To better assess WNV dynamics in the rookery, we performed serologic testing on the monitored ibis nestlings. We handled 36 nestlings (oldest chick of each nest) weekly from hatch to about 20 d posthatch to collect standard morphometric measurements, blood, and feces. Blood (≤1% body weight) was collected from the jugular vein and maintained cold in an insulated container with ice packs while in the field. Plasma was separated via centrifugation within 4 h of collection, then stored at –80 C. Serial plasma samples were tested for WNV-neutralizing antibodies via the plaque reduction neutralization test (PRNT; Beaty et al. 1995), as described by Allison et al. (2004), except that cultures were inactivated on day 5 postadsorption with 10% buffered formalin and stained with 0.25–1% crystal violet for plaque visualization. The starting dilution was 1:10; titers were expressed as the reciprocal of the highest plasma dilution neutralizing ≥90% WNV plaque-forming units (PRNT90) when compared with control wells. Samples with ≥90% neutralization were co-titrated (serial 10-fold dilutions) for WNV and St. Louis encephalitis virus to determine the causative virus (with ≥fourfold higher PRNT90). Samples with ≥10 WNV titer and <10 St. Louis encephalitis virus titer were considered seropositive for WNV (Komar et al. 2001). We found WNV-neutralizing antibodies in 36 nestlings (11% seroprevalence). With the exception of 314B (died immediately after capture), the chicks that died of WNV had not been selected for monitoring, thus had no blood collected. Nestlings neighboring 359, including its sibling (Fig. 1), were seronegative. Seronegative chicks in early samples did not test positive at later time points. Titers ranged from 10 to ≥320 and waned with age (Table 2), suggesting maternal WNV antibody transfer and decline. Maternal antibodies can be protective and persist for up to several weeks in house sparrows (Passer domesticus) and domestic chickens (Gallus gallus domesticus; Nemeth and Bowen 2007; Nemeth et al. 2008). Protective titers for American White Ibises are unknown, thus even birds with acquired antibodies might be susceptible to infection and clinical disease. Because ibis chicks are highly mobile and difficult to recapture, we were unable to document the full duration of maternal antibody persistence. One nestling (no. 36) was captured only once, thus its complete WNV serostatus is unknown.

Our findings provide evidence that American White Ibis nestlings are susceptible to WNV-associated disease and mortality. During our study, 23 additional nestlings disappeared or were found dead, including the sibling of 314A and 314B and the sibling and neighbors of 359; however, carcasses found were unsuitable for diagnostic evaluation due to advanced postmortem autolysis. It is therefore possible that additional WNV-associated mortalities occurred, as supported by WNV surveillance data from the Florida Department of Health (FDOH 2020), Tallahassee, Florida, from several counties in 2020. More than 400 WNV-positive sentinel chickens were documented (25 from Palm Beach County); human case numbers spiked, with 50 symptomatic cases reported (five from Palm Beach County, June–August); and across Florida, 19 positive mosquito pools were detected. Surveillance by FDOH was suspended from March 22–June 14 due to the SARS-CoV-2 pandemic (FDOH 2020). Extended monitoring of this urban ibis colony is needed to elucidate whether WNV-associated nestling mortalities are common at this location or if they were a result of increased virus activity in 2020.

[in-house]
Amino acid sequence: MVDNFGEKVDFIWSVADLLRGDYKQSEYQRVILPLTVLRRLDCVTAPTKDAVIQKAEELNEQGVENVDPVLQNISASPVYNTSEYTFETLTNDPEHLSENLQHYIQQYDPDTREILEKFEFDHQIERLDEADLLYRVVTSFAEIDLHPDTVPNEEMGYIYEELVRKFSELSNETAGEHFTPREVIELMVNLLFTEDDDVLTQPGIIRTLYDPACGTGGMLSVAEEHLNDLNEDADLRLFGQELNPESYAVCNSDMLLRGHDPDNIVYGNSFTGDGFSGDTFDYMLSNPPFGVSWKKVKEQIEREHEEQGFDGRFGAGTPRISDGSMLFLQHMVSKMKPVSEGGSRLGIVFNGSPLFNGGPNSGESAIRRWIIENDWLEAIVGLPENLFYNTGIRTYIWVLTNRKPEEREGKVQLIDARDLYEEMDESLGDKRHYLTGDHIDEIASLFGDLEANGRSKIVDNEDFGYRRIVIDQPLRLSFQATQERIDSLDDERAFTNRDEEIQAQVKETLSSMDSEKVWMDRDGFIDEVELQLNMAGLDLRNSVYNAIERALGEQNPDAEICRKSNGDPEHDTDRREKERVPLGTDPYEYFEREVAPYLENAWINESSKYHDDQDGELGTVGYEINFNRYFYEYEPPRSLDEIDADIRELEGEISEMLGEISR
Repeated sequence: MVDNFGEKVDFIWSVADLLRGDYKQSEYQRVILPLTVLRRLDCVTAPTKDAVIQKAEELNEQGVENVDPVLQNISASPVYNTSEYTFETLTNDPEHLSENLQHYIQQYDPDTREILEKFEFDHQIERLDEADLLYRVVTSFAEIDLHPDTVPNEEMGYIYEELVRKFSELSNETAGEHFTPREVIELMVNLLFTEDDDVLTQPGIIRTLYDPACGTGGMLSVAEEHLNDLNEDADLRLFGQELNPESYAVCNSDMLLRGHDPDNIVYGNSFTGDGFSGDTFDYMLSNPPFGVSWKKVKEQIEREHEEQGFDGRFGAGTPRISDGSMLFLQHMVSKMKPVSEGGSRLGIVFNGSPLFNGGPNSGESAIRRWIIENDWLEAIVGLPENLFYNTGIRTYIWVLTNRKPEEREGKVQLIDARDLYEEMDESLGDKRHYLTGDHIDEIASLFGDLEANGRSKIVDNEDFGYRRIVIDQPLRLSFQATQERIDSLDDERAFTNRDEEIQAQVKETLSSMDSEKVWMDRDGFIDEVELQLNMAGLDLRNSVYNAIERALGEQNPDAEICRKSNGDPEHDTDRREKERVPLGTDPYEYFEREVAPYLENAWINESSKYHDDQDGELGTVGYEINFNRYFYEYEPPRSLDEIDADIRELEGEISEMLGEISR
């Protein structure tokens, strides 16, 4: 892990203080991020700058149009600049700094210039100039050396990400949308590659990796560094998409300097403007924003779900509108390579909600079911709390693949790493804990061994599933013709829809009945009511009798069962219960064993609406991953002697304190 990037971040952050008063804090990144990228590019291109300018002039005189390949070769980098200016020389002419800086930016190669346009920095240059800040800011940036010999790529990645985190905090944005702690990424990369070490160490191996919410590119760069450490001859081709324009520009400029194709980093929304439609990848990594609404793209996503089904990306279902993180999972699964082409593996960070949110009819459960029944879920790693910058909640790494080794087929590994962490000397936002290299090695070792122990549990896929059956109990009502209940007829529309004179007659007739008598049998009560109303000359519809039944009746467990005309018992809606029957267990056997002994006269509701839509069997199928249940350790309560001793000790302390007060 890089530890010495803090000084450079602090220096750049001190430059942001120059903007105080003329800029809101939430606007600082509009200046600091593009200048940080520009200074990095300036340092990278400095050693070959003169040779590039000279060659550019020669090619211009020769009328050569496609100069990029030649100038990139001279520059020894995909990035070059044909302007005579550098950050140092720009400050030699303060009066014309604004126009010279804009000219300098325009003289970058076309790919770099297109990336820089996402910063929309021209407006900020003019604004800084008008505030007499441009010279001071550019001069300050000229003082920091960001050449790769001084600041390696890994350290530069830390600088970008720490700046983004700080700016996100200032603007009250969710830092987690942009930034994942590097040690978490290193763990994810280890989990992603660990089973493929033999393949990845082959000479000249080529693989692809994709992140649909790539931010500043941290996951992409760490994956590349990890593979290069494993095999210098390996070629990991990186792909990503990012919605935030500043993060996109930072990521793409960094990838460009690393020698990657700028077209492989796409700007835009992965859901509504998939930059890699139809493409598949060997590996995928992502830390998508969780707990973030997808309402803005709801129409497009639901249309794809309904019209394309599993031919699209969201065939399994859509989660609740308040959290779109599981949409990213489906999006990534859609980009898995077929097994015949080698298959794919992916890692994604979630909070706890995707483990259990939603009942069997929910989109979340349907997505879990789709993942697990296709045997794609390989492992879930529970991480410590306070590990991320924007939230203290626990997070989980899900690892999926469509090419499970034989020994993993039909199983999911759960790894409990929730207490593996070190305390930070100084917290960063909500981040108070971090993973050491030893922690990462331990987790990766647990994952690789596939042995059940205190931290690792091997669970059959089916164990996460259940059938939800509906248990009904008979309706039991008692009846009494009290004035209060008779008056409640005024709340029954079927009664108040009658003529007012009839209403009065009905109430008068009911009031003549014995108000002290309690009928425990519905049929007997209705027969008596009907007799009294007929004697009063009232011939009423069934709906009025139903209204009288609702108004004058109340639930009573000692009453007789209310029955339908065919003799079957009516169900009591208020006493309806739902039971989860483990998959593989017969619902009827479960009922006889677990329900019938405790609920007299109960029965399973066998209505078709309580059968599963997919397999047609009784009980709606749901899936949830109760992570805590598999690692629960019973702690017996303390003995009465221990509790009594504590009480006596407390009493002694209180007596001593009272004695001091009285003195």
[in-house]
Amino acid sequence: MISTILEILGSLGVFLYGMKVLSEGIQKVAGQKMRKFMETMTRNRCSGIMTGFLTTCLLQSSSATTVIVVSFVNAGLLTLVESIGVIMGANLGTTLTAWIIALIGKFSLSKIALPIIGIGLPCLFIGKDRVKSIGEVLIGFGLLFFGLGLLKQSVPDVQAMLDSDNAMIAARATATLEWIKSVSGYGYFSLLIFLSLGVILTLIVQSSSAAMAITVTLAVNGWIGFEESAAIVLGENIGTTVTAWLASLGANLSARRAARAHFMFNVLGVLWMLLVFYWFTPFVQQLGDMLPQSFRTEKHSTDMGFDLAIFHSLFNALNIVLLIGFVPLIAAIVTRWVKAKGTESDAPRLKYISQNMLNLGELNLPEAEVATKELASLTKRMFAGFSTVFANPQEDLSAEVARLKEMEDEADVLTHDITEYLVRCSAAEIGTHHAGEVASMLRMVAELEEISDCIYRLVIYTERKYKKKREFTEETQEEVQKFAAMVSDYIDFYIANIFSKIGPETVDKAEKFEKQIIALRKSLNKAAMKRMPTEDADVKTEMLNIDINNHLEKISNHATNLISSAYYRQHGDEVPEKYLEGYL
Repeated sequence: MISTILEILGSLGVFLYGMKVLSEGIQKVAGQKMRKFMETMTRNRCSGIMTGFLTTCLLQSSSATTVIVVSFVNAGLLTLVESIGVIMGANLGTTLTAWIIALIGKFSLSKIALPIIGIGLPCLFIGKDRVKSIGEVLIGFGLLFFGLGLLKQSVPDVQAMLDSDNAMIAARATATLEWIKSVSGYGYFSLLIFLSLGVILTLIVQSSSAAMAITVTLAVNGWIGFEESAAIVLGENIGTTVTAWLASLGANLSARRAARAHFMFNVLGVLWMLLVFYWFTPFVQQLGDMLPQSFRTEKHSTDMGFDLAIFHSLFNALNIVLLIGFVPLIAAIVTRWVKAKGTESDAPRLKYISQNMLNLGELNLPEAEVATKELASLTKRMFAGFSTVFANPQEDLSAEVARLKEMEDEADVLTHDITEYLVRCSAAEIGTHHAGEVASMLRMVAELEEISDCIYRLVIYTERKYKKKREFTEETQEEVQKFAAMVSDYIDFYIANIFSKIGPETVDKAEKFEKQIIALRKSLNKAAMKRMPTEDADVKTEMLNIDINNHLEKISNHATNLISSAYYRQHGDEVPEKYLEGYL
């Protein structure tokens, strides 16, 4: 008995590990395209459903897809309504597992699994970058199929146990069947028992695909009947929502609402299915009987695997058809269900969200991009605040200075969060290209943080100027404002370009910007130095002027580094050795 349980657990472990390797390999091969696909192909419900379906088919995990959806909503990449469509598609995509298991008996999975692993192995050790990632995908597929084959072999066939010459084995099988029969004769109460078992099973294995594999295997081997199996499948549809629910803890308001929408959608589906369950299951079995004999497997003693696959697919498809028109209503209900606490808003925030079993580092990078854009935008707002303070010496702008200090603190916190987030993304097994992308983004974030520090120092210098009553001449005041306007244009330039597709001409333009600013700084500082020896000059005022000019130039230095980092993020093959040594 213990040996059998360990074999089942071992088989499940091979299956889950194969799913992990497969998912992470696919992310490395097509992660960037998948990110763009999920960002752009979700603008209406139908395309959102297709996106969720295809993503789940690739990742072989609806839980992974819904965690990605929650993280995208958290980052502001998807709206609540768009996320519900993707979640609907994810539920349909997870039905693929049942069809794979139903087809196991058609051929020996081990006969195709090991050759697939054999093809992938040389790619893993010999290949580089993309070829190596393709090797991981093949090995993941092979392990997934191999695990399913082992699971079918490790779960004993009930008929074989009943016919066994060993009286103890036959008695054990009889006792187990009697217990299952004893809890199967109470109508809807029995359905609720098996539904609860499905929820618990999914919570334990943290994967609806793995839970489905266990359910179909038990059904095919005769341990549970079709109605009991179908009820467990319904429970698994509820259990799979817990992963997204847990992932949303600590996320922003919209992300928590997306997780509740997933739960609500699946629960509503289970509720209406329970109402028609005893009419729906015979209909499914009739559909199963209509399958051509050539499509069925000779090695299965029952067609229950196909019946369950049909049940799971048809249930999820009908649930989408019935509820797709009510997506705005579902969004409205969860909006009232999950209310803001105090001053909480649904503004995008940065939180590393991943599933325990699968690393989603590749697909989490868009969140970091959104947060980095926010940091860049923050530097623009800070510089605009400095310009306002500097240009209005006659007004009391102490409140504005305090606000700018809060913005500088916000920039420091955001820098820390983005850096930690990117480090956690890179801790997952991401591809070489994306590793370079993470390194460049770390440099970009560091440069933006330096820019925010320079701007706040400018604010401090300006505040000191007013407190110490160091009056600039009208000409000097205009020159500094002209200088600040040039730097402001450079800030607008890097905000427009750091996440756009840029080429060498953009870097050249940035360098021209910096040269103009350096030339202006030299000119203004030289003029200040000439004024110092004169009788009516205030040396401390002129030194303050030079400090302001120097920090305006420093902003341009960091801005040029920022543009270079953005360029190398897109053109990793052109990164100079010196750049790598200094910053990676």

The antibodies that we detected in ibis nestlings probably reflect passive antibody transfer from seropositive mothers, not mosquito-borne WNV infections, as titers quickly waned over time (Table 2). Nevertheless, mortalities from WNV infection occurred, which may indicate that ibis chicks are highly susceptible to developing fatal WNV disease. Additionally, these maternal antibodies suggest that adults may be less susceptible to WNV-associated disease based on survival, seroconversion, and successful breeding. Potential impacts of WNV in other rookeries are unknown. The breeding season of these ibises (April–July) overlaps with peak mosquito activity, increasing the potential for WNV mortality to late-born nestlings. Given the dense mosquito populations in wetlands, it is likely that birds breeding in natural rookeries are also exposed to WNV. As chicks are probably more susceptible to clinical disease and mortality, potential detrimental impacts of WNV on ibis populations would probably be restricted to declines in fledging rates.

American White Ibises are routinely found in urban areas across south Florida. They aggregate in parks and landfills where they are provisioned with food, readily coming into contact with mosquitoes circulating among human populations. Continuous investigation of mortalities at urban rookeries would be useful for alerting public health authorities regarding pathogens that might be circulating among local human populations.

We thank Katherine Christie and Elizabeth Kurimo-Beechuk for assistance in field captures and handling of ibis nestlings, Brian Dugovich for diagnostic support, and the histotechnicians at the Athens Veterinary Diagnostic Laboratory for technical support. We also thank the rehabilitators of Busch Wildlife Sanctuary (Jupiter, Florida) who processed the moribund birds mentioned in this study and Ricardo Zambrano of the Florida Fish and Wildlife Conservation Commission (FWC) for logistical support. This study was approved by the University of Georgia Institutional Animal Care and Use Committee (IACUC A2019 10-009-Y1-A0) and was funded by a grant from the National Science Foundation, Ecology, and Evolution of Infectious Diseases (DEB-1518611). The study held permits by the FWC (LSSC-11-00119I) and the US Fish and Wildlife Service (MB53675D-0). Diagnostic support was provided by Southeastern Cooperative Wildlife Disease Study member states, specifically the FWC.

Supplementary material for this article is online at http://dx.doi.org/10.7589/JWD-D-21-0030.

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Supplementary data